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Why cutting costs doesn’t mean cutting staff.

by / Monday, 29 February 2016 / Published in Digital, Government, Latest posts

News today that the NSW Government are appointing an expert panel to look at the myriad back office structures and systems of affiliated entities and corporations operating throughout the state. All of our recent work at GovCom would support the argument that in the digital age there are likely to be enormous efficiency savings to be made.

We’ve worked on countless projects across Australian state and Federal Government over the last few years that have found duplication of licences and examples of multiple providers and legacy contracts that are automatically renewed. In their place, progressive organisations are implementing back office systems that manage workflows, link purchase orders to invoices, some even allowing the customer to log in and see progress. It’s no longer rocket science.

And on each of the projects we’ve worked on, a structural alignment or review has brought immediate cost savings, in many cases easily into seven figures. Per annum. For ever more.
It’s sometimes as simple as just stopping to take stock. Sometimes.

But it’s a mistake for the press to assume that these reviews automatically means job cuts. In fact, we’re seeing a definite trend towards public sector organisations adopting an increasing focus on customers and for staff to be spending their time in a far more valuable way, helping customers.

From the emergence of “Have Your Say” style engagement platforms through to an interesting new campaign by Service NSW using the hashtag “givingserviceback”, public sector organisations are catching up with banks, Australia Post and other high street rivals who are all making life easier for us as customers. From Budget Direct’s initiative to send text messages when a hailstorm is on the way through to personally tailored apps and credit cards that you can just wave at a terminal, customers have never had it so good.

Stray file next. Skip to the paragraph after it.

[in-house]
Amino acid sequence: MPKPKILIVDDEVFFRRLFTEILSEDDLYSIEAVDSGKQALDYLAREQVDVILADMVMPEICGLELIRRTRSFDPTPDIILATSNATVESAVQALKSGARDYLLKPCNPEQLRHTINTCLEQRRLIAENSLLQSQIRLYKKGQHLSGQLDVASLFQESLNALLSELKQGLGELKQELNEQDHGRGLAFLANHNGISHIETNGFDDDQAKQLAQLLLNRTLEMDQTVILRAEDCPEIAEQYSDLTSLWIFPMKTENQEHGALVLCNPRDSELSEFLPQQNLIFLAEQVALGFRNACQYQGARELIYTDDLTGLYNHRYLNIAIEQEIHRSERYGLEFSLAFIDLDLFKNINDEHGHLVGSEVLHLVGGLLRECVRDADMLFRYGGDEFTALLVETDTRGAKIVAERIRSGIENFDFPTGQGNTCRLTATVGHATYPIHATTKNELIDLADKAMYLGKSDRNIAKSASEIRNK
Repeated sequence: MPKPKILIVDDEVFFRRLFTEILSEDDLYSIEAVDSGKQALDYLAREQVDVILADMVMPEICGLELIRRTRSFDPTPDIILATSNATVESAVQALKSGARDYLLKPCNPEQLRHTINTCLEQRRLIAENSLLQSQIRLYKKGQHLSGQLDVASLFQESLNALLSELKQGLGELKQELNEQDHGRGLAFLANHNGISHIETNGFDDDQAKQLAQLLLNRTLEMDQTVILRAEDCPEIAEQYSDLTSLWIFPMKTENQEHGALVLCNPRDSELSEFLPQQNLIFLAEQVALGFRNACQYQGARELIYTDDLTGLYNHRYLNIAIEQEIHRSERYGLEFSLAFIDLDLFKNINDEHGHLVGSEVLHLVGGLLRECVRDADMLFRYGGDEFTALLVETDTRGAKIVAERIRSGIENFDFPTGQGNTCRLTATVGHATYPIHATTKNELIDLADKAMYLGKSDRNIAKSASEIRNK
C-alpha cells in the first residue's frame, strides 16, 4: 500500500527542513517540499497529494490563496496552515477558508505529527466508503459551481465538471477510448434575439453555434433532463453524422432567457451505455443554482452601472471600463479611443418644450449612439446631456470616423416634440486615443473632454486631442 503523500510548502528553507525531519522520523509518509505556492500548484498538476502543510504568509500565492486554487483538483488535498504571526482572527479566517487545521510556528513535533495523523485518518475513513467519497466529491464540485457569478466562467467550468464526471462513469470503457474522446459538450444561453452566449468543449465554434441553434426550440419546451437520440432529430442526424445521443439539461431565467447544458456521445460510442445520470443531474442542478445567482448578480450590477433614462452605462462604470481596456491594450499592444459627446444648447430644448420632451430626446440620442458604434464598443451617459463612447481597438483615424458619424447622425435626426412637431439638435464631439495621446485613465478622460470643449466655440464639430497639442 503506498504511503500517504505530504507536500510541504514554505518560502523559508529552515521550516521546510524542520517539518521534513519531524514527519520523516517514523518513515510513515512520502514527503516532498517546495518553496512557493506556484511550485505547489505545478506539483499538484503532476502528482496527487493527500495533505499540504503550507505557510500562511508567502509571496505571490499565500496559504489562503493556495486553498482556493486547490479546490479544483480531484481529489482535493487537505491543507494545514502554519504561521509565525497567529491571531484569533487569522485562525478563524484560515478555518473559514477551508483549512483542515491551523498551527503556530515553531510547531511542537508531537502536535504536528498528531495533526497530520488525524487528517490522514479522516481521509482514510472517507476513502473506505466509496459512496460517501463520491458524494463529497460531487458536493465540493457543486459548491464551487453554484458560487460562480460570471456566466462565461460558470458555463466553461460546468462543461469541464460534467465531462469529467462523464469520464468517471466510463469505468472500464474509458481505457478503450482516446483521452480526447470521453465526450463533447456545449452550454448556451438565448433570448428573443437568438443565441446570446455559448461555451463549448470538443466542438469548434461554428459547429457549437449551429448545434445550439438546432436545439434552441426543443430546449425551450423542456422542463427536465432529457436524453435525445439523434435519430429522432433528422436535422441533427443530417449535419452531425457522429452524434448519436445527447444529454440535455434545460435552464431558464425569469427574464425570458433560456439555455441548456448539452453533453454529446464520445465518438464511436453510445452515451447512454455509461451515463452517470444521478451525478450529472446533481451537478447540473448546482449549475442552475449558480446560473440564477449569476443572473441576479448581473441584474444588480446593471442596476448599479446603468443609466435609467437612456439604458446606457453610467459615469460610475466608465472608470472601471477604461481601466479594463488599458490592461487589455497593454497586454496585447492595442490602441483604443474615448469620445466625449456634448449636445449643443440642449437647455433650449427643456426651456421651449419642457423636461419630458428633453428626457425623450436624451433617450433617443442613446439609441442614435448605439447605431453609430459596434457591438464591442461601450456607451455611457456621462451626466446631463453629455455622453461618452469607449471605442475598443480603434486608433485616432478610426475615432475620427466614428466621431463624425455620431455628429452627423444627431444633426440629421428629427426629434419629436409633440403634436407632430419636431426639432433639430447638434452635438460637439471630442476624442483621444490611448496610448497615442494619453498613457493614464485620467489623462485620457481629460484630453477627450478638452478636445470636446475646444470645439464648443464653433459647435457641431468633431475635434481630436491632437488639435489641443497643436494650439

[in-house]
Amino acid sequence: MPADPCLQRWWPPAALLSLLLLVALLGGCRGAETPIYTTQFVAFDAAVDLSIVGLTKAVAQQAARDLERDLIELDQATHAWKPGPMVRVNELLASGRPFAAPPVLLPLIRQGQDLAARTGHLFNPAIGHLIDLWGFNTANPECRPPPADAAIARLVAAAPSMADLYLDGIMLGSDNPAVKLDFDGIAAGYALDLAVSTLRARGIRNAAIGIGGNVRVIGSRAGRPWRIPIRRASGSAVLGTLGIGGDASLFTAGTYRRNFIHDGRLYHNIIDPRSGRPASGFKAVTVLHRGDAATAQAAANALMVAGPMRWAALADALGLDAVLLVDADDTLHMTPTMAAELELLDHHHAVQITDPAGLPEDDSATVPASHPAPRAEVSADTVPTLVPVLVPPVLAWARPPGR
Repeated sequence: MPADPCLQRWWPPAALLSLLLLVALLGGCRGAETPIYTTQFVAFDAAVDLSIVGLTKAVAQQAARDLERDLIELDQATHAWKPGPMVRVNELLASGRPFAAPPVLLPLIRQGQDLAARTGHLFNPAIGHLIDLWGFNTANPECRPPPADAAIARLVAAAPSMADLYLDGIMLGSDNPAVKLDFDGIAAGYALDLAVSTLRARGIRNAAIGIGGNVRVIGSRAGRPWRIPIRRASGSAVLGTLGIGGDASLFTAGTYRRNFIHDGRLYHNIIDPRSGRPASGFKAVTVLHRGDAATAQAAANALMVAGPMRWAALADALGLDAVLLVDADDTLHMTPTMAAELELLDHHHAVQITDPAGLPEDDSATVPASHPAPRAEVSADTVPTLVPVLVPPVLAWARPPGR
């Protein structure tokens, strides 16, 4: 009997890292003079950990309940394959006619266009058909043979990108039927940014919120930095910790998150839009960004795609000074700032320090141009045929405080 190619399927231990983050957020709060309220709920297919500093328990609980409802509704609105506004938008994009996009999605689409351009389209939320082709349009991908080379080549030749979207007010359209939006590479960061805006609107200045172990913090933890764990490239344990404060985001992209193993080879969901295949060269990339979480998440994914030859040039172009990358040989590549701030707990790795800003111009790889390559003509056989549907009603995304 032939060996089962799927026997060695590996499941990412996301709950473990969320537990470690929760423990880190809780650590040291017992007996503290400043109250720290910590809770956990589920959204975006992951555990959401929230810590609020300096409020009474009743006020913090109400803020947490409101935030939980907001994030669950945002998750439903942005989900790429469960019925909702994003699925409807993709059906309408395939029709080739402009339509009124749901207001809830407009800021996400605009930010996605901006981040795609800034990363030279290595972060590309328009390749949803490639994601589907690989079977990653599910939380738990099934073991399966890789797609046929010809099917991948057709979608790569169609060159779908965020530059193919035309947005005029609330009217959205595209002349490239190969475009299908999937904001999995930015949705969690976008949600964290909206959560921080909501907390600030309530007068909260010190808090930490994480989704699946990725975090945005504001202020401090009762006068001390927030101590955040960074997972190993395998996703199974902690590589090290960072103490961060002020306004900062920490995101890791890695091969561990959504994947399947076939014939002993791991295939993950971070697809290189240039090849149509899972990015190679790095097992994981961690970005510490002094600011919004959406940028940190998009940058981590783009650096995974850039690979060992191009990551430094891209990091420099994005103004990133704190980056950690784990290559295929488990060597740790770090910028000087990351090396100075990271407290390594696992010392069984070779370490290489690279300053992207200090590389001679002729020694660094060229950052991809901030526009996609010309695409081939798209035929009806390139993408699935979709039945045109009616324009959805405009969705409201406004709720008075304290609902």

And amidst all the brilliant advances of tech, companies across Australia are rediscovering the value of the personal touch. Having helped out with some of the design and collateral for the launch of Service NSW, I’d say that their decision to put a smiling concierge at the front of the store was one of the hallmark decisions in the amazing success of the business. If there is anything worse than being in a long queue, its being in the wrong queue and this is the kind of thing that a concierge can solve.

Australia Post have a similar system, with attendants roaming the store to explain to clueless 50 year olds like myself how to use the vending machines (yes, really) and more importantly get the job done and get out of there in under five minutes.

My favourite restaurant is somewhere where the staff know my name, my UK bank picks up the phone after no less than a few rings and my long suffering regular barista pours the right coffee without me having to ask. And the key to all these things is people.

Its people looking after a problem on my behalf and ringing me back that keeps me loyal to a company. It’s people that provide consistently good service that keeps me coming back. Even if they’re not the cheapest or nearest.

And until the world of Blade Runner finally arrives, I don’t expect a machine to do that job as well.

Companies that will succeed in the digital age will be those with great products, meeting people’s needs at reasonable prices. The companies with the biggest market share will be the ones who invest some of the savings windfalls of the technology age into training and rewarding their people to do the best job possible.

It remains the best investment they can make.

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